Re: few questions

I wonder what features they are missing?

We already have an 'Accessibility' button in the main keyboard preferences dialog which opens the Keyboard Accessibility Settings dialog, key-repeat is duplicated in the Keyboard Accessibility Settings dialog, and the Keyboard Accessibility Settings "MouseKeys" section includes a button which takes you to the main Mouse Preferences dialog. So we're already pointing these different sections to one another.

One other area where we might want to "point" from one dialog to another concerns the Theme dialog, which currently does not point to the Font dialog.

The problem with creating a 'user profile' system is, again, that users may not think of themselves as falling into a particular category. What, for instance, would we call a group of settings which was intended to assist "older users", i.e. slightly bigger fonts and mouse pointer, different mouse click settings, etc. ? I for one don't really like to suggest that I'm getting older when I set up my laptop <wink>.


I have a document that I am writing that explains these in much greater detail, but it took me quite a while to comprise all of this.

Configuring Gnome for Hearing Disabilities

Visual Sound Feedback and Advanced Sound Preferences

Configuring Gnome for Low-Vision or other Sighted Disabilities

Increasing Font Size
Screen Resolution
Toggle Keys
Mouse Preferences
Terminal Magnification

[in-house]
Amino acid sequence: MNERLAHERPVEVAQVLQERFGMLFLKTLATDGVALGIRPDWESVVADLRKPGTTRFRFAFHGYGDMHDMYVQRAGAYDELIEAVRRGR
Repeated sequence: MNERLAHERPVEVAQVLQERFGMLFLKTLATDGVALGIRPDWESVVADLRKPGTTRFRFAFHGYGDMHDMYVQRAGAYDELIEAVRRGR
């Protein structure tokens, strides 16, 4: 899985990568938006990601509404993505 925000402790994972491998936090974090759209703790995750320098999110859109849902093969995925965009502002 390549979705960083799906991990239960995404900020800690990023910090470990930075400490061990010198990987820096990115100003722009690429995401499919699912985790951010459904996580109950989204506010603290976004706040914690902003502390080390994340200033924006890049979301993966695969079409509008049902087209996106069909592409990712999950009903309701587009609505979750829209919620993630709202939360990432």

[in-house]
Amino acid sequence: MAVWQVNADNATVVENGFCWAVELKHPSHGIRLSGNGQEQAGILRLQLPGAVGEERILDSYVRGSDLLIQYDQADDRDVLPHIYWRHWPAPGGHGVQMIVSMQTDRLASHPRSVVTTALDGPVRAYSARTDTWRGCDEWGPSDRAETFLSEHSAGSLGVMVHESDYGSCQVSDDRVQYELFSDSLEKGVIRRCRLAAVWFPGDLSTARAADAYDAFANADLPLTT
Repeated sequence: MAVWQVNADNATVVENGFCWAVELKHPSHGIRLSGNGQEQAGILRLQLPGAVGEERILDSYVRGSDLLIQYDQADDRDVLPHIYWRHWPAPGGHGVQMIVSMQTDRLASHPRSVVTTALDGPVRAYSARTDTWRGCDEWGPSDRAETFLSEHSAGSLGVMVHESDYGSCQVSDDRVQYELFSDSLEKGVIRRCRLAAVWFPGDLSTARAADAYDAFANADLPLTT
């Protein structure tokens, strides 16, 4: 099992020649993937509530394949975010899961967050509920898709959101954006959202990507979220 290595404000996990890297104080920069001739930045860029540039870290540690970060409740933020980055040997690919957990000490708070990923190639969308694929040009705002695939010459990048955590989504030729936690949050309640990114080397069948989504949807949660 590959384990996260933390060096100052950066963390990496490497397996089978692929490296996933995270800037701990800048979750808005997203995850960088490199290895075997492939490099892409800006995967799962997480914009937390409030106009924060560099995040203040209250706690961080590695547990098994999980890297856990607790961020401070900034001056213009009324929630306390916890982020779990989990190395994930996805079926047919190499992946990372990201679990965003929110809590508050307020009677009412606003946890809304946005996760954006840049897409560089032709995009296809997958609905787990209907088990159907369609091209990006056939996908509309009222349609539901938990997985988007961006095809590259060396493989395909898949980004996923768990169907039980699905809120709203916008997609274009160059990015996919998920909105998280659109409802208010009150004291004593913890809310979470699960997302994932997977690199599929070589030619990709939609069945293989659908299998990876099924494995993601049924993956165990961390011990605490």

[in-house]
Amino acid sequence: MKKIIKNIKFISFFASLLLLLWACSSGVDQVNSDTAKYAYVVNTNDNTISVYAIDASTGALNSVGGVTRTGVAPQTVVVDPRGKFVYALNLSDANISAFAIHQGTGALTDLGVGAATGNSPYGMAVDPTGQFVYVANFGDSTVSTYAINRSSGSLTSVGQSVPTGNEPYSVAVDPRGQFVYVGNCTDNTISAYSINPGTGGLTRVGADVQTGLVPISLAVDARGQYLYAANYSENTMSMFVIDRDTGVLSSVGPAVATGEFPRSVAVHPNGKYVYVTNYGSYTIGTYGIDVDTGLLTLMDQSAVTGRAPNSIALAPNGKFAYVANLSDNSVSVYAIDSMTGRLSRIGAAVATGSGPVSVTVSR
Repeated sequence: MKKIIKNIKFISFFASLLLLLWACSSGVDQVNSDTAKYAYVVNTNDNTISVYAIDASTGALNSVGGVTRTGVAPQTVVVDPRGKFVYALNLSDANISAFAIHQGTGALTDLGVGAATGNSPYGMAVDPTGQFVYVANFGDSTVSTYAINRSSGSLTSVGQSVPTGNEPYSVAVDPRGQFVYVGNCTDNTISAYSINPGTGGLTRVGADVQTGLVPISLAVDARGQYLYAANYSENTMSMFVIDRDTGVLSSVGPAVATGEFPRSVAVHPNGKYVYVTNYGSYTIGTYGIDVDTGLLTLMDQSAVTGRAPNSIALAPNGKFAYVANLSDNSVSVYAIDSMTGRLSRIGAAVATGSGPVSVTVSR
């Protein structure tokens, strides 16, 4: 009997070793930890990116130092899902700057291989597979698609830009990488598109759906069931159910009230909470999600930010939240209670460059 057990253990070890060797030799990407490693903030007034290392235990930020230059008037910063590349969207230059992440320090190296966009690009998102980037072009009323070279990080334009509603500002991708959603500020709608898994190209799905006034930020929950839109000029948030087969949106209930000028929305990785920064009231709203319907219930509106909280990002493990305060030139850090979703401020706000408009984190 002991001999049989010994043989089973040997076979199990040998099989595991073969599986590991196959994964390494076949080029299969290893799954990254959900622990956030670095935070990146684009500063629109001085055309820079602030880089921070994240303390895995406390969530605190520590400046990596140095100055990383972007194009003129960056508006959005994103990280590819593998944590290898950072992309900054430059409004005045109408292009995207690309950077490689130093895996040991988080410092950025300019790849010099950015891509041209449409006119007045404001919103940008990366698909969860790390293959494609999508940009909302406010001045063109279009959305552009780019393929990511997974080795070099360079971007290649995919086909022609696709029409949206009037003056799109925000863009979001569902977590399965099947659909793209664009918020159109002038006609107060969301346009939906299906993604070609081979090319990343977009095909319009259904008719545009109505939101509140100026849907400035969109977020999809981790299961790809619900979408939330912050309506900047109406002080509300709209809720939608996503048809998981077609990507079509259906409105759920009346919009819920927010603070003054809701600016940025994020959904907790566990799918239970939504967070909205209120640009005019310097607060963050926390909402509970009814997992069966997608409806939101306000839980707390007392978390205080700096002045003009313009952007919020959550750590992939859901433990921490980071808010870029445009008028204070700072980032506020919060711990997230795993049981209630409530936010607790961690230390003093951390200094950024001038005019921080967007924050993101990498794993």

File Management Settings (zooming)

Configuring Gnome for Mobility Impaired Disabilities

AccessX + Keyboard Accessibility
Keyboard Shortcuts
Configuration Editor (again shortcut keys)

Making the Login Accessible
mobility support
Low vision support
Blind user support

Granted the Sun Accessibility documentaiton helped me find a couple of missing pieces. I guess what makes me think people just don't know a lot of this is available is the phrase "What...Linux has accessibility?" That could be a lack of wanting to investigate on their part, but even as a low vision user of Linux, before working on this document a lot of these features I would not have known existed unless I was looking for them.

Maybe we wouldn't have to label the features you talked about as accessibility. I think Microsoft has done a great job with their Accessibility Wizard and design of these features. The first user action simply tries to decide how to make the wizard accessible by making 3 choices with larger and larger font. The wizard hits events that in the control panel are not considered accessibility related, plus accessiible options (i.e Toggle Keys). We can't copy this design obviously but I think they have a good idea on how to handle the situation which you are talking about.

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